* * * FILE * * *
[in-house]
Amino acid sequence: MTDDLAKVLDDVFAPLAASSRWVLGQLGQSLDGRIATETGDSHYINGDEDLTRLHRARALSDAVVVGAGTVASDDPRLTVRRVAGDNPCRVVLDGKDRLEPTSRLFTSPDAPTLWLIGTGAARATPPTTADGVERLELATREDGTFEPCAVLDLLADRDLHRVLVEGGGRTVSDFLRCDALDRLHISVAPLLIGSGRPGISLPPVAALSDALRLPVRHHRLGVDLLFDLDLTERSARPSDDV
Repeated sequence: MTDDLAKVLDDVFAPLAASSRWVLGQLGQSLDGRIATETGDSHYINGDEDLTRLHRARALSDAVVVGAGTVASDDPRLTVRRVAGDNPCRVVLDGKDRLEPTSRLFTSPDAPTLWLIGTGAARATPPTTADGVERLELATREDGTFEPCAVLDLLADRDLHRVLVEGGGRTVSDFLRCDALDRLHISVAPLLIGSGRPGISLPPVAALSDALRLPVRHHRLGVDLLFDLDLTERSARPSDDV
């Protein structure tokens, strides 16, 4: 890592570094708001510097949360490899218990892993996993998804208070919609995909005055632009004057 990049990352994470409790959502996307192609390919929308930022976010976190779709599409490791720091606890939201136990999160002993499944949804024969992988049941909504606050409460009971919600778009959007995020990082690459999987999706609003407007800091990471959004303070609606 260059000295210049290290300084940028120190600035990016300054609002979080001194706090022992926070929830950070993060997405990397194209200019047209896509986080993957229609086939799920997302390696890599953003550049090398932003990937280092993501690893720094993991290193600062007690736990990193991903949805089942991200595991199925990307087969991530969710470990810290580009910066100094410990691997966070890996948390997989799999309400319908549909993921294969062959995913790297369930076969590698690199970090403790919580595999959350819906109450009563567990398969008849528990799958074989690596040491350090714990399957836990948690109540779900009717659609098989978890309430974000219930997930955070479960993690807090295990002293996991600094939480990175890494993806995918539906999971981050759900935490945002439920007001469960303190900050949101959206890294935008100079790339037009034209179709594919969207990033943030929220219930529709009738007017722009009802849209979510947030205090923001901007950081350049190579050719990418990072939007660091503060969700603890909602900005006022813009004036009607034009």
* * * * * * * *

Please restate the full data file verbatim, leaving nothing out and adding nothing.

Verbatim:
[in-house]
Amino acid sequence: MTDDLAKVLDDVFAPLAASSRWVLGQLGQSLDGRIATETGDSHYINGDEDLTRLHRARALSDAVVVGAGTVASDDPRLTVRRVAGDNPCRVVLDGKDRLEPTSRLFTSPDAPTLWLIGTGAARATPPTTADGVERLELATREDGTFEPCAVLDLLADRDLHRVLVEGGGRTVSDFLRCDALDRLHISVAPLLIGSGRPGISLPPVAALSDALRLPVRHHRLGVDLLFDLDLTERSARPSDDV
Repeated sequence: MTDDLAKVLDDVFAPLAASSRWVLGQLGQSLDGRIATETGDSHYINGDEDLTRLHRARALSDAVVVGAGTVASDDPRLTVRRVAGDNPCRVVLDGKDRLEPTSRLFTSPDAPTLWLIGTGAARATPPTTADGVERLELATREDGTFEPCAVLDLLADRDLHRVLVEGGGRTVSDFLRCDALDRLHISVAPLLIGSGRPGISLPPVAALSDALRLPVRHHRLGVDLLFDLDLTERSARPSDDV
């Protein structure tokens, strides 16, 4: 890592570094708001510097949360490899218990892993996993998804208070919609995909005055632009004057 990049990352994470409790959502996307192609390919929308930022976010976190779709599409490791720091606890939201136990999160002993499944949804024969992988049941909504606050409460009971919600778009959007995020990082690459999987999706609003407007800091990471959004303070609606 260059000295210049290290300084940028120190600035990016300054609002979080001194706090022992926070929830950070993060997405990397194209200019047209896509986080993957229609086939799920997302390696890599953003550049090398932003990937280092993501690893720094993991290193600062007690736990990193991903949805089942991200595991199925990307087969991530969710470990810290580009910066100094410990691997966070890996948390997989799999309400319908549909993921294969062959995913790297369930076969590698690199970090403790919580595999959350819906109450009563567990398969008849528990799958074989690596040491350090714990399957836990948690109540779900009717659609098989978890309430974000219930997930955070479960993690807090295990002293996991600094939480990175890494993806995918539906999971981050759900935490945002439920007001469960303190900050949101959206890294935008100079790339037009034209179709594919969207990033943030929220219930529709009738007017722009009802849209979510947030205090923001901007950081350049190579050719990418990072939007660091503060969700603890909602900005006022813009004036009607034009």